KARACHI: Pakistan’s trade diplomacy efforts are centred on seeking a level playing field for its core export products in the market of its trading partners.
The thrust has been to address tariff and non-tariff measures so that the private sector can gain market access and compete in these markets.
The World Trade Organization (WTO), in one of its trade policy reviews of Pakistan, noted that “the proliferation of preferential arrangements elsewhere have increasingly penalised Pakistani exporters; this left the government no option but to negotiate with them to neutralise these disadvantages and maintain world trade shares”.
Pakistan has so far concluded bilateral trade agreements with Sri Lanka, Malaysia and China. It is also a member of SAARC Free Trade Area (SAFTA) where members have committed to eliminate tariff and non-tariff barriers for intra-regional trade.
The other important regions where Pakistan is seeking free trade alliance is ASEAN and the European Union (EU). ASEAN is a regional group of 10 countries in the Asia Pacific region with an ambitious political objective of creating a single common market and a monetary union.
So far, ASEAN members have been able to successfully implement a free trade area where intra-regional trade within ASEAN member accounts for 40% of their total trade. Pakistan sees ASEAN as a formidable emerging economy block with immense potential for enhancing country’s export. At present, the share of Pakistan is just 0.3% in the 2.4 trillion global trade of ASEAN members.
European Union and Pakistan
The European Union, which is a regional bloc of European states with a monetary and customs union for free movement of goods, services and capital is also important for the policymakers in Pakistan. The EU is ranked in the top position in the five largest economies in the world. In 2014, the total global imports of EU were $5.9 trillion out of which exports from Pakistan were $8.1 billion that is approximately 0.14% of the market share.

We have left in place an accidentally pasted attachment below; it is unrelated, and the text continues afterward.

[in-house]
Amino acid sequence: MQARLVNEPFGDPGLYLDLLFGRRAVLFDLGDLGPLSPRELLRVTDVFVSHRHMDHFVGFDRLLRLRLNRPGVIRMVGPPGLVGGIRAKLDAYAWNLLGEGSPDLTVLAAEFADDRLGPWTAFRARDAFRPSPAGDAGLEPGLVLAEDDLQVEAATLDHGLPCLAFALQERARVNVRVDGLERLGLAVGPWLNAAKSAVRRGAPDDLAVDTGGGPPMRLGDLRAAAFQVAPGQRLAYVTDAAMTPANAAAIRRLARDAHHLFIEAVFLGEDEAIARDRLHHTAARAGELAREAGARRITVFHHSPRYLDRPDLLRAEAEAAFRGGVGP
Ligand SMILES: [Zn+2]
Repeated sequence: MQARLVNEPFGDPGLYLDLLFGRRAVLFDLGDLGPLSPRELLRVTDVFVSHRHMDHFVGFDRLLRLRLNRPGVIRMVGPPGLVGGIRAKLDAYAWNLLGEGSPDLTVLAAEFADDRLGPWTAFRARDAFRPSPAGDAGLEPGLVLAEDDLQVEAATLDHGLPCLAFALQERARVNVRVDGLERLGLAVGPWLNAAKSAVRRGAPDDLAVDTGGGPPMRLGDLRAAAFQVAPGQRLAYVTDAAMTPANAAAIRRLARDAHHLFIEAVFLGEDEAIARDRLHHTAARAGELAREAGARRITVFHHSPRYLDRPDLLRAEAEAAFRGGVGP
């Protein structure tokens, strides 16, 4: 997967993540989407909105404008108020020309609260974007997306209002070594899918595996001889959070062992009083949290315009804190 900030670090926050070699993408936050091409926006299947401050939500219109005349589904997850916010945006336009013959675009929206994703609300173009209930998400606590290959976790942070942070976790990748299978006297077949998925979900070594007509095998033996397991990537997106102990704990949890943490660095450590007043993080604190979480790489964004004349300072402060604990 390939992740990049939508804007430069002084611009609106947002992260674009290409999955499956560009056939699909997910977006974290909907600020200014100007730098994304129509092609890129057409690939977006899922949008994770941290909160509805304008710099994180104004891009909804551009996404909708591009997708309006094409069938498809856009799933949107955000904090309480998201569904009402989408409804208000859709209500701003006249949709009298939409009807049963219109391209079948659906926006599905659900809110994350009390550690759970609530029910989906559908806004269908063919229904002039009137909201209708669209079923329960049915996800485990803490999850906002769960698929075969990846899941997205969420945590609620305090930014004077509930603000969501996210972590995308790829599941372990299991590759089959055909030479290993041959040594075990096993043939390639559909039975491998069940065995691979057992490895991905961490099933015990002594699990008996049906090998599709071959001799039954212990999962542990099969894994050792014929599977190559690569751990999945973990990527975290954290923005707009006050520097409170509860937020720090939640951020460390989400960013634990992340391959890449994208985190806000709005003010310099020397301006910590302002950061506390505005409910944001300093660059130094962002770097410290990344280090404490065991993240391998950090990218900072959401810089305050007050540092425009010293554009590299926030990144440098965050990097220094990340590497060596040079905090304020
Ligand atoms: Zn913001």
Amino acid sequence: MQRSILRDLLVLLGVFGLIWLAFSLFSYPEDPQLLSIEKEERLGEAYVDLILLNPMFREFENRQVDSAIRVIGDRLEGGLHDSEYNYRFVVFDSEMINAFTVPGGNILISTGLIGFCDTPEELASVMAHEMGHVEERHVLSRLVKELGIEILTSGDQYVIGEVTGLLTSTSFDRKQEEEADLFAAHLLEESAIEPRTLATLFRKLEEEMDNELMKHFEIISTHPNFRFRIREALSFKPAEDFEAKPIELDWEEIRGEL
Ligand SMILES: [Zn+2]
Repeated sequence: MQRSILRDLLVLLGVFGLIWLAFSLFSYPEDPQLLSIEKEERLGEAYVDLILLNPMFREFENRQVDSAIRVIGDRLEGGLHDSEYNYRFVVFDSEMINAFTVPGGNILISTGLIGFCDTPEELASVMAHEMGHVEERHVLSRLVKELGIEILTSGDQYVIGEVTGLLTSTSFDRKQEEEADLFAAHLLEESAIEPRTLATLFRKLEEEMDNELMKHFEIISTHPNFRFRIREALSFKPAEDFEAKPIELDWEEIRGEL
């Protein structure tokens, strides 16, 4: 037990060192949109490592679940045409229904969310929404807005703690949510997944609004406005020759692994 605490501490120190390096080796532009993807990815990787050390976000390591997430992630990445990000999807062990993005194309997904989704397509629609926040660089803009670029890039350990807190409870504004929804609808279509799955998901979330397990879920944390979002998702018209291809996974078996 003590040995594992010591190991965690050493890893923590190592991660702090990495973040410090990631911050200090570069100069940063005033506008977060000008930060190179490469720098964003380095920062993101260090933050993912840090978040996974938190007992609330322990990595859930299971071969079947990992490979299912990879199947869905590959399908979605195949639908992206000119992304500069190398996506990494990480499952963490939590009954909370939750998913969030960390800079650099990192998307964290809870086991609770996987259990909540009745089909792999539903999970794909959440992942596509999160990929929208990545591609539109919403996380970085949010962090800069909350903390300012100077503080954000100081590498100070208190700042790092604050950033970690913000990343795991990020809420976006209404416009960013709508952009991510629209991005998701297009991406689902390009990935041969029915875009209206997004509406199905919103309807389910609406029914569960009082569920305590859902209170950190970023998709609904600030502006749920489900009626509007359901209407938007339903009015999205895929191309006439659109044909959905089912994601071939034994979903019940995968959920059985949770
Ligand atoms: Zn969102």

Pakistan was able to temporarily resolve the market access issue by successfully seeking entry through the GSP Plus scheme.
The inclusion of Pakistan was due to the success of trade diplomacy efforts of the government which convinced the EU to amend the criteria for membership despite intense opposition from the domestic industry especially the textile sector in Portugal, Spain and France. In return, Pakistan committed to ratify and implement the 27 core conventions relating to human rights and governance and open itself to the periodic review of the EU commission.
The implementation of tariff concession has been under severe scrutiny by stakeholders. The domestic industry is not comfortable on tariff elimination on a number of products. There are even indications that under tremendous pressure from the industry, Pakistan has requested China to reconsider the commitment already agreed as a prerequisite for further liberalisation.
Political economic trade
The political economic of trade is a reality and Pakistan is no exception. There are interests groups and lobbies that benefit from tariff barriers and would not like for them to open up for competition from imported goods.
The economists are unanimous that trade liberalisation accrue economic benefits and enhance overall welfare in a society. However, there are always losers and gainers in the process of liberalisation. It makes the job to the policymakers difficult and, under pressure from interest groups, they tend to move towards protectionism.
There are two arguments in its favour, first is nascent industry argument that advocates the necessity of tariff for industrialisation. The other emphasis to social cost relating to liberalisation which in the short term may lead to job losses. In the long run, economy will reallocate recourses from the in-efficient to efficient sectors and attain equilibrium.
The market access negotiations are based on full reciprocity. To gain market access, countries have to offer market access that requires strong political will and advocacy to counter protectionist tendencies.
In Pakistan, the policy space for the government to negotiate Free Trade Agreements is further constrained due to fact that 40% of total federal government revenues are from taxation on international trade.
As long as Pakistan relies on taxation on international trade as a primary and important resource of revenue and special interest group representing market competing sectors continue to wield influence in the public policy process, Pakistan will remain constrained in negotiating market access to enhance country’s exports.
THE WRITER IS A POLICY EXPERT WITH OVER 20 YEARS OF EXPERIENCE IN THE PUBLIC AND DEVELOPMENT SECTORS
Published in The Express Tribune, July 13th, 2015.
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